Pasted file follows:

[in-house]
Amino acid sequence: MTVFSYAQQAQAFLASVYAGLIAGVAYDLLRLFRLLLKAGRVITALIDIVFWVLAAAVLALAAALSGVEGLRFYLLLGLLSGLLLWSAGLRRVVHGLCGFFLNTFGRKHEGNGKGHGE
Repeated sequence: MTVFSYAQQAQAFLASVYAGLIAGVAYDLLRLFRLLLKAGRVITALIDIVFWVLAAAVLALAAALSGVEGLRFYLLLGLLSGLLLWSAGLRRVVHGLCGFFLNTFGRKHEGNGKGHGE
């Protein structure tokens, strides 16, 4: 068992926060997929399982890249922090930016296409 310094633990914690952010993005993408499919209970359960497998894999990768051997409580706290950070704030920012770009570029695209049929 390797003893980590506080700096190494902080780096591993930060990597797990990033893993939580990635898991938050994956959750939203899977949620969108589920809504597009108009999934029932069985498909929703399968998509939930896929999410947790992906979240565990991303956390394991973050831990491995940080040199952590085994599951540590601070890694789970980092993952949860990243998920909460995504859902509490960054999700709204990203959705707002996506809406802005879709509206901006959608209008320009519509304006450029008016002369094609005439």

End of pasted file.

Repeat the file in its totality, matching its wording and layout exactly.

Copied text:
[in-house]
Amino acid sequence: MTVFSYAQQAQAFLASVYAGLIAGVAYDLLRLFRLLLKAGRVITALIDIVFWVLAAAVLALAAALSGVEGLRFYLLLGLLSGLLLWSAGLRRVVHGLCGFFLNTFGRKHEGNGKGHGE
Repeated sequence: MTVFSYAQQAQAFLASVYAGLIAGVAYDLLRLFRLLLKAGRVITALIDIVFWVLAAAVLALAAALSGVEGLRFYLLLGLLSGLLLWSAGLRRVVHGLCGFFLNTFGRKHEGNGKGHGE
């Protein structure tokens, strides 16, 4: 068992926060997929399982890249922090930016296409 310094633990914690952010993005993408499919209970359960497998894999990768051997409580706290950070704030920012770009570029695209049929 390797003893980590506080700096190494902080780096591993930060990597797990990033893993939580990635898991938050994956959750939203899977949620969108589920809504597009108009999934029932069985498909929703399968998509939930896929999410947790992906979240565990991303956390394991973050831990491995940080040199952590085994599951540590601070890694789970980092993952949860990243998920909460995504859902509490960054999700709204990203959705707002996506809406802005879709509206901006959608209008320009519509304006450029008016002369094609005439």